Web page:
But Drinan being the kind of man who takes the bull by the horns, Davy became centre stage in the illustration.
Apt enough, you’ll agree.
Davy is rarely anything other than centre stage. Anyway, for more on our chum from Sixmilebridge turn to the column going down the extreme right.
For some thoughts on the FA Cup semi-finals, stay here.
They used to be big. They were back in the pre-Sky Sports era, when they were rarely televised and thus endowed with an air of mystery.
But they were never bigger than in 1990, when they were both televised on a Sunday afternoon and Crystal Palace defeated Liverpool in the midday kick-off at Villa Park, 4-3 after extra time, with Manchester United and Oldham drawing 3-3 at Maine Road.
“The best viewing since man walked on the moon,” yelled one of the papers next day.
Reams have been written about how the FA Cup has “never been the same” since Manchester United refused to participate in 2000.
The presence of Wigan Athletic and Aston Villa at the business end of the competition in recent years probably didn’t help.
But this weekend it’s different.
First against second in a semi-final for only the second time since the war. Fourth against sixth. It’s relevant. It matters.
The formbook points to Spurs this evening. Kane is back. Son Heung-min has been performing like he’ll be South Korea’s first line of attack in any war against the nutters from the North.
Over the past two seasons they’ve accumulated more points than any other team in the Premier League and they’re very close to reaching the stage under Pochettino where silverware becomes a necessity.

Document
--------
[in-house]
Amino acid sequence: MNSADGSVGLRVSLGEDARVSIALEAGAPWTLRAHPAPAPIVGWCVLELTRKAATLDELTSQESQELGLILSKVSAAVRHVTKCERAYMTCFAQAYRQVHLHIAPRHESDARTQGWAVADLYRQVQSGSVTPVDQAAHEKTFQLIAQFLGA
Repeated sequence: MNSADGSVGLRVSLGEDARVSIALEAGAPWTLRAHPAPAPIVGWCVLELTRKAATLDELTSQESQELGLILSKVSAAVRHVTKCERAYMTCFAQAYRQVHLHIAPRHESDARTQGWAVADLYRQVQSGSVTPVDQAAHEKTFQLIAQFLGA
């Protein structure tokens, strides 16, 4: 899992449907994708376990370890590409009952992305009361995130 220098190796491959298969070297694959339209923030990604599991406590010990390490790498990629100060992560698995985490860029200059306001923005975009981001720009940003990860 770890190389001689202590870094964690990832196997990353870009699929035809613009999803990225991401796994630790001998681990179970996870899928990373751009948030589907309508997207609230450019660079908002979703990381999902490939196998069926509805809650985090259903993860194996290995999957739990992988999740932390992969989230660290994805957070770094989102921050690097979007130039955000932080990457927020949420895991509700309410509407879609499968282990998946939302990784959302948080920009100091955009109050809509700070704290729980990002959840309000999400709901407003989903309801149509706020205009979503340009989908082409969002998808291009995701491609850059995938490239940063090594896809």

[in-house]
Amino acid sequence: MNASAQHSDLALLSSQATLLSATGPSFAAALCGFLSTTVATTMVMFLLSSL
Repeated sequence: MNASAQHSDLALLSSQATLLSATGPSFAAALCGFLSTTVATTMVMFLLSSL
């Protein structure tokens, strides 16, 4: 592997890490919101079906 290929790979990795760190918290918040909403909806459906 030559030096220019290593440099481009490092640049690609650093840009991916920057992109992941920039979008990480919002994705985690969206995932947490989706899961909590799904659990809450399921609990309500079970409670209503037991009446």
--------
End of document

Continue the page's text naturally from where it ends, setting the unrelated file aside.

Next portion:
But on the law of averages it’s Chelsea’s turn to score the first goal in a game with Spurs. How will the latter fare then? Even more critically, Chelsea have an Italian manager with all the luggage that brings with it, a chap who once managed — and coached; therein lies the critical part — Bonucci and Barzagli and Chiellini.
But you knew that already and you didn’t need to watch Juventus’s awesomely predictable masterclass in defending at the Nou Camp on Wednesday to know that Italians, as per Madonna’s t-shirt many moons ago, Do It Better when it comes to grinding out results in tight games.
One wonders how big a quandary Arsenal fans are in ahead of tomorrow.
Do they close their eyes and hope to somehow bumble through against the blinding pace of Manchester City — maybe the novel defensive configuration that blunted all-singing, all-dancing Middlesbrough on Monday night will do the same to Sterling and Sane — only to risk failure on the big day against Chelsea or, worse, Tottenham? Or — the real worst-case scenario? — go on and win the thing altogether and make Wenger supremo for life as a reward?
Dark times indeed. Arsene endures. Jack Wilshere will never be the next big thing. Barron Trump has been outed as a Gooner. We may be approaching the End of Days.
aturally Corinthians will root for the old money of Arsenal as opposed to the petro dollars of the deus ex machina that is Manchester City. Lord knows it’s not difficult to have a pop at the Sky Blues.
They boast 4.2m Twitter followers. Anyone care to hazard how many million followers fewer they’d have were it not for the Abu Dhabi takeover? Anyone? Anyone? Bueller?